May 24, 2013
Gearing up for increased administrative costs when the Affordable Care Act (ACA) kicks in, health insurance companies are refusing to allow customers to make payments with credit or debit cards. Instead, they want you to mail them a check – preferably one that doesn’t bounce – which means if you don’t have a bank account you’re pretty much outta luck.
Once the ACA comes fully into effect, health insurance companies will be required to allocate a set portion of insurance premiums toward actual healthcare costs, not overhead and administrative costs as they’ve previously done. A small portion of their overhead costs go toward paying debit and credit card transaction fees. Rather than relinquish even a few pennies of profit per transaction, the insurance companies are just disallowing the use of debit and credit cards.
The average credit card processing fee when the card is not present to be swiped is approximately 2.30-2.50 percent. Those fees can go even lower if the business accepting the card uses some type of transaction protection service and / or processes a large number of transactions, which both apply when you’re talking about the major insurance companies.
“To help control costs associated with credit and debit card payment processing, BlueCross
BlueShield of Tennessee no longer accepts credit or debit cards for premium payments. This
helps BlueCross BlueShield of Tennessee make sure a greater percentage of premium dollars
is spent on care – and not administrative costs.”
What’s the alternative for the average American? Ryan McCostlin, team member at Nashville-based healthcare consulting firm Bernard Health says, “Since I’ve been thinking about how to help individuals and families figure out what to do about health insurance, more than half the carriers, while they may allow you to pay the first month’s premium with a debit or credit card, quite often, the only options after that are to get direct-billed with a paper statement or to set up an electronic funds transfer (EFT).”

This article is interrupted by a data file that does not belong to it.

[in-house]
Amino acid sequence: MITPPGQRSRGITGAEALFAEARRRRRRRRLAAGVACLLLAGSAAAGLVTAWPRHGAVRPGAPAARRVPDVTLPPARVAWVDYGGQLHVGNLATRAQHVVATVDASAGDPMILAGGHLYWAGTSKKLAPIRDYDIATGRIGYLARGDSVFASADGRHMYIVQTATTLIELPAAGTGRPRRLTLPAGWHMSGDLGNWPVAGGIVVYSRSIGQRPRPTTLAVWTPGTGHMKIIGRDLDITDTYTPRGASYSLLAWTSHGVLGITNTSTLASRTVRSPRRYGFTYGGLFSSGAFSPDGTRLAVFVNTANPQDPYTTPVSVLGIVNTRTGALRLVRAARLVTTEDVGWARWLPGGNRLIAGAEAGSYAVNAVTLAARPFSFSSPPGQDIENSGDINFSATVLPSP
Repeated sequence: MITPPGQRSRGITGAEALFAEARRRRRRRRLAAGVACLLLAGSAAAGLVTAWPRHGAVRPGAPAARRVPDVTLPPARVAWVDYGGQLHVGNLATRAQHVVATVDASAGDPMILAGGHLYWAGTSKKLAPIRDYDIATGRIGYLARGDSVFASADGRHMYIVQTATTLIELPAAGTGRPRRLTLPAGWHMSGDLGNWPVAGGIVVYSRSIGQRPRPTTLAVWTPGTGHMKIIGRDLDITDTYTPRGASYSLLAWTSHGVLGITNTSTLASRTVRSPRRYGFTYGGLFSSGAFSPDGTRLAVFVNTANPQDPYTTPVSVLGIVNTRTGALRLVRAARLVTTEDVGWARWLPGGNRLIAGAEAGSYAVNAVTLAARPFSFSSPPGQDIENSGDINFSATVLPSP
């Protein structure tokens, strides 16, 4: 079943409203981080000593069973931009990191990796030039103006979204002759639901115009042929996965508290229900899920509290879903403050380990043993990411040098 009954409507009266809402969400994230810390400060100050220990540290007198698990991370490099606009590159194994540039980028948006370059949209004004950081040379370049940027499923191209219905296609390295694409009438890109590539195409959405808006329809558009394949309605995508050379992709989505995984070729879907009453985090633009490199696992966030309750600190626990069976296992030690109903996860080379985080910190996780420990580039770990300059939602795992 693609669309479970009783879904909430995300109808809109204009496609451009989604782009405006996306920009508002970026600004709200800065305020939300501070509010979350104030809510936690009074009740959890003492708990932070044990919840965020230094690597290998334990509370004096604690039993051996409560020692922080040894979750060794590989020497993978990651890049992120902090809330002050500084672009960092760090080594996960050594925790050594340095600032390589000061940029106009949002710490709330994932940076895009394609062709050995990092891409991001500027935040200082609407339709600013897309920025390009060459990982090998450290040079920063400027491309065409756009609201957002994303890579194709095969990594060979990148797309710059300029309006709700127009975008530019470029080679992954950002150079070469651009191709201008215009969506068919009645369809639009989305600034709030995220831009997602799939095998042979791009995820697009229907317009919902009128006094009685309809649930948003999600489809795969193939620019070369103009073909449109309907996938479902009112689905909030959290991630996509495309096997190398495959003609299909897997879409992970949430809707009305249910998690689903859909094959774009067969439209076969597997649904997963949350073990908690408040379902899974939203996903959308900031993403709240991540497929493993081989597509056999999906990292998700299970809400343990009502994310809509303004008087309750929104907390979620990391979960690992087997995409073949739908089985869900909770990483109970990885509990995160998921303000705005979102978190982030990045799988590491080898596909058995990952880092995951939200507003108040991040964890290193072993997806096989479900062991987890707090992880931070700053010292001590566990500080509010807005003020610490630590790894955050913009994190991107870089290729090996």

Going back to the good old days of paper statements sent via snail mail only proves how greedy these health insurance providers really are. The average monthly per-person premium in the U.S. is $215. At 2.50 percent, the credit or debit card transaction fee would be approximately $51.0. Moving to a paper billing system would incur so many additional expenses for insurance providers it’s hard to know where to start – the cost of the printing a multi-page bill every month, the cost of postage, the additional administrative expense for opening all of those envelopes, logging all those checks, and hiring additional help to handle the accounting nightmare this will create.
And let’s not forget that a paper billing system makes it that much easier for insurance providers to “lose” your payment or credit it to the wrong account. Just when you need it most your insurance is canceled because somebody misplaced your check.
The biggest problem is, according to a 2012 FDIC national survey, roughly 10 million, or 1 out of every 12 American households is unbanked, meaning they have no checking or savings account.
But you see where this is going, don’t you? Not only will Obamacare force you to either ante up an expensive insurance premium every month or face a hefty penalty on your tax return, now you’re also going to have to open a checking account and pay a monthly handling fee to a bank.
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